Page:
Supeno Supeno


In order to persuade, a speaker must analyze the speech situation and adapt his or her speech to it. In discussions about rhetoric, Aristotle is recognized as an expert in rhetoric who devoted more than a third of his Art of Rhetoric to study of the audience. Ever since, rhetoricians have taught that a speaker who would persuade others to believe and to act in a certain way must understand how the listeners feel, what they want, and what they need; the speaker must begin where the listeners are. A persuasive writing or speaking is often aimed at the heart or the stomach instead of the head. That is, some things or reasons are more acceptable to the readers or listeners’ feeling (in the stomach) than to their logic (in the head) . Instead of being logical only, therefore, a persuasive speaker needs to add some strategies to win the listeners’ assent. Discussed in terms of tripartite as the core theory of rhetoric, this paper is intended to analyse English students’ replies to their customers’ requests through WhatsApp business role-playing. The findings show that most of the students’ replies need to be rhetorically modified to make them more persuasive.


logos, pathos, ethos, rhetorical

Full Text:



Andersen, P. H. (2001). “Relationship Development and Marketing Communication: an Integrative Model” (Journal of Business & Industrial Marketing). MCB University Press.

Burton, G. O. (2004). “Branches of Rhetoric (Silva Rhetoricae)”. Brigham: Brigham Young

University. Retrieved from: http://humanities.byu.edu/rhetoric/Oratory/Branche sofOratory.htm.

Docimo, K. and Littlehale, K. (2018). “The Rhetorical Triangle: Ethos, Pathos, Logos”. USA: Storyboard. Retrieved from: https://www.storyboardthat.com/articles/e/ethos-pathos-logos

Kogen, M. (Ed.). (1989). Writing in the Business Professions. USA: NCTE and the Association for Business Communication. Cramer, A. (2005).“Definitions of Rhetoric: Archipelago Rhetorica”. Retrieved from: http://www.andrew.cmu.edu/user/pcramer/defrhet.html

Daniel, C. (2006). “Understanding Rhetoric: Persuasion in Action (material)”. Australia: University of South Australia. Retrieved from: http://www.unisanet.unisa.edu.au/rhetoric/persuasi on.htm

Eidenmuller. (2006). “Presidential Rhetoric”. Texas: Texas A&M University. Retrieved from: http://www-bushschool.tamu.edu/cps/prez/rhetoric

Fadeeva, A.A. and Kalinin, V.F. (2012). “The Imprtance of Cross-Cultural Understanding for ESL Students”. Tambov State Technical University, Tambov Recommended for Publication by Doctor of Philology, Professor M.N. Makeyeva. No. 4(42). 2012. DOI: 378:811.111.

Gonzales, S. (2002). “A Remainder of the Power of Words”. Seattle: Seattle Post Intelligencer. Retrieved from: http://www.commondreams.org/cgibin/print.cgi?file= /views02/0611- 05.htm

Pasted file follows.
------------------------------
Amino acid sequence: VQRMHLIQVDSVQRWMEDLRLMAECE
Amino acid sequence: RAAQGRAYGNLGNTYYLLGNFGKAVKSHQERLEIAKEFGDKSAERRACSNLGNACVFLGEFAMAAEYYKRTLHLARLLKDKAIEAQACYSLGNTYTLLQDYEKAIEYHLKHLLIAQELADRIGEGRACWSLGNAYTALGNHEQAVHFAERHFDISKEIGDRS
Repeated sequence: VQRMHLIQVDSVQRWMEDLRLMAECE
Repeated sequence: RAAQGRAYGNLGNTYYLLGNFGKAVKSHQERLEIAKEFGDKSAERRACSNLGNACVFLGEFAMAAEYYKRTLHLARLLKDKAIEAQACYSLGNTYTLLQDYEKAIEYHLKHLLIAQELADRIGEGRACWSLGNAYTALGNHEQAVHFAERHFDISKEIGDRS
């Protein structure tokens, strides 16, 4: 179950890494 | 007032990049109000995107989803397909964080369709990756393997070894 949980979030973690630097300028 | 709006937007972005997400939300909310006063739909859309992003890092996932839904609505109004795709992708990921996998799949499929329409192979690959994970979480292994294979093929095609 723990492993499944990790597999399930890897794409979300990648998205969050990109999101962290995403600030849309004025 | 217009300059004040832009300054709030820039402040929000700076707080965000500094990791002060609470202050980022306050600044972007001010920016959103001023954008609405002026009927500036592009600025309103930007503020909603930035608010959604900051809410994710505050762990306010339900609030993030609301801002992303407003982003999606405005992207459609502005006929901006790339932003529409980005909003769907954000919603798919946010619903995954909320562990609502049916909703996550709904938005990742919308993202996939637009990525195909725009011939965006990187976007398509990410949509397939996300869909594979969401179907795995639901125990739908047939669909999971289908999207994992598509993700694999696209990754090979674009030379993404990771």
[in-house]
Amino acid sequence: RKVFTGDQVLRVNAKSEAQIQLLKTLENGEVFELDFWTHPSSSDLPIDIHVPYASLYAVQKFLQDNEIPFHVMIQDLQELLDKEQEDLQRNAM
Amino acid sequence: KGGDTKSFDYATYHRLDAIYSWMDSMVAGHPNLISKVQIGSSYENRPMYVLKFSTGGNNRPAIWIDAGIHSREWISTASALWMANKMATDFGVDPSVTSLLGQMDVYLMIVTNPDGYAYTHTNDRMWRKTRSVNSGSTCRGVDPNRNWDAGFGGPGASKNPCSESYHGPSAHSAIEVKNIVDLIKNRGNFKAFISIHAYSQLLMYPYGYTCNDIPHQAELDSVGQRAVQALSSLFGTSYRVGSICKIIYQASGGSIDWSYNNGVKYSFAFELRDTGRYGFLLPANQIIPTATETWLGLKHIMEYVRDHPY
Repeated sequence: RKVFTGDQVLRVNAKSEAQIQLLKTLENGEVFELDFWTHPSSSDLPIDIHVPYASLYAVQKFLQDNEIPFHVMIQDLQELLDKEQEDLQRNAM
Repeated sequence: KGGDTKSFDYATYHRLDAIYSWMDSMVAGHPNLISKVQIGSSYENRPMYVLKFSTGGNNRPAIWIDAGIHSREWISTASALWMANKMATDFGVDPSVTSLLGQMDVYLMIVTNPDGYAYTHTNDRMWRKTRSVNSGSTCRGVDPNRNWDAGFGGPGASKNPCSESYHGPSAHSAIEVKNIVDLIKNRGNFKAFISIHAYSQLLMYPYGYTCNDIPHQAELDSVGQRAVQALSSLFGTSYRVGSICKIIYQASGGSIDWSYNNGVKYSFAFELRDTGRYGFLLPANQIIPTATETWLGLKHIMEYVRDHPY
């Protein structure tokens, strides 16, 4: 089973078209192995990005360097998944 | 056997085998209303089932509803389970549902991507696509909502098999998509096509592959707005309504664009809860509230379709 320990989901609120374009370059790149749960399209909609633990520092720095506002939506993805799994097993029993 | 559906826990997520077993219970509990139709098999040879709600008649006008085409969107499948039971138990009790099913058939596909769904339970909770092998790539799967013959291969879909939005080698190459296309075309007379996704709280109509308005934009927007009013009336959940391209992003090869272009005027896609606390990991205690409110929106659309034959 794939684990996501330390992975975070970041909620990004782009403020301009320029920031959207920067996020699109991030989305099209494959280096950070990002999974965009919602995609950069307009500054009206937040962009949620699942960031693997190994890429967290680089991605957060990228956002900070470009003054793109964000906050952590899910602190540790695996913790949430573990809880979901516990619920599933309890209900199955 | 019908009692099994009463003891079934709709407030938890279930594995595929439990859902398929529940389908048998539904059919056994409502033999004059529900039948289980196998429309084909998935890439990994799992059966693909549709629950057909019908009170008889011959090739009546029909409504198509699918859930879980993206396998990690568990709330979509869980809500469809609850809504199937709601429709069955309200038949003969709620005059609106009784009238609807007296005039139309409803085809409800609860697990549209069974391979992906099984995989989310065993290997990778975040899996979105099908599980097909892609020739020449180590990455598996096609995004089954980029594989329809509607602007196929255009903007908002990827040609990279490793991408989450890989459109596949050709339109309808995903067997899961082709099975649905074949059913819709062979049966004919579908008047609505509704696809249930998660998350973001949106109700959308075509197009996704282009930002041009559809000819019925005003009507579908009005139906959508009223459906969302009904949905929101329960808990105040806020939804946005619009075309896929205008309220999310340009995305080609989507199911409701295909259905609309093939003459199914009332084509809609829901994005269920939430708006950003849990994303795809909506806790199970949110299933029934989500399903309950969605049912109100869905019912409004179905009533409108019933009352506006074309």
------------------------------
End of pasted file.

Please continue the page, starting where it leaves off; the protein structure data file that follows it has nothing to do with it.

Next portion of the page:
Hooker, J. (2008). “Cultural Differences in Business Communication”. UK: Tepper School of Business Carnegie Mellon University. Retrieved from: https://public.tepper.cmu.edu/jnh/businessCommun ication.pdf

Kneffel, D. (1991). Aims of the Essay: A Reader and Guide. Massachusetts: Allyn and Bacon.

Lewicki, R. J.; David M. Saounders; John W. Minton. (1999). Negotiation. New York: The McGraw-Hill Companies.

Moor, A. de and Hans Weigand. (2004). “Business Negotiation Support: Theory and Practice”. Tilburg University: Infolab Dept. of Information System and Management.

Morin, P. (2011). “Ethos, Pathos, Logos: Three Words to Make You More Persuasive and a Better Marketer”. Company Founder Com. Retrieved from:http://www.companyfounder.com/2011/04/ethos- pathos-logos-three-words-to-make-you-more-persuasive-and-a-better-marketer/#

Newall, P. (2012). “Rhetoric”. Retrieved from: http://www.galileanlibrary.org/int21.html

Nunan, D. (1993). Introducing Discourse Analysis. England: Penguin Books Ltd.

Peleckis, K. and Peleckiene, V. (2015). “Persuasion in Business Negotiations: Strategic Orientations and Rhetorical Argumentation”. Universal Journal of Management 3(10): 413-422, 2015. DOI: 10.13189/ujm.2015.031006. Lithuania: Vilnius Gediminas Technical University.

Press, B. (2002). “The Myth of the Liberal Media Rides Again”. Cable News Network (CNN). Retrievedfrom: www.cnn.com/2002/ALLPOLITICS/02/21/column.billpress/index.html

Roberts, W. R. (2004a). Rhetoric by Aristotle 350 BC. (Book I). Copyright by Lee Honeycutt.

Roberts, W. R. (2004b). Rhetoric by Aristotle 350 BC. (Book II). Copyright by Lee Honeycutt.

Roberts, W. R. (2004c). Rhetoric by Aristotle 350 BC. (Book III). Copyright by Lee Honeycutt.

Stein, W. (2002). “The Basics of Aristotelian Rhetoric: The History of Rhetoric”. University of Central Oklahoma. Retrieved from: http://www.libarts.ucok.edu/english/rhetoric2/rheto ric.htm

Steffens, N.K. and Haslam, S.A. (2013). “Power through ‘Us’: Leaders’ Use of We-Referencing Language Predicts Election Victory”. PLoS One. 2013; 8(10): e77952. DOI: 10.1371/journal.pone.0077952. Retrieved from: https://www.ncbi.nlm.nih.gov/pmc/articles/PMC38 06781/

Thomson, T. (Ed.). (2000). Writing About Business: The New Columbia Knight-Bagehot Guide to Economics and Business Journalism. USA: Columbia University Press.

Triparthi, R. (2016). “Professional Ethics in English Language Teaching”. International Journal of English Literature and Culture. Vol. 4(6), pp. 104-107, July 2016. DOI:10.14662/IJELC2016.054. Allahabad: University of Allahabad.

Wheeler, K. L. (2005). “Rhetoric”. Copyright 1998-2005. Retrieved from: http://web.cn.edu/kwheeler/resource_rhet.html

DOI: https://doi.org/10.22219/celtic.v5i2.7621 | Abstract views : 397 | PDF views : 397 |

Copyright (c) 2018 Supeno Supeno

Creative Commons License
This work is licensed under a Creative Commons Attribution-ShareAlike 4.0 International License.

View Celtic's Stats



 Lisensi Creative Commons

This work is licensed under a Creative Commons Attribution-ShareAlike 4.0 International License.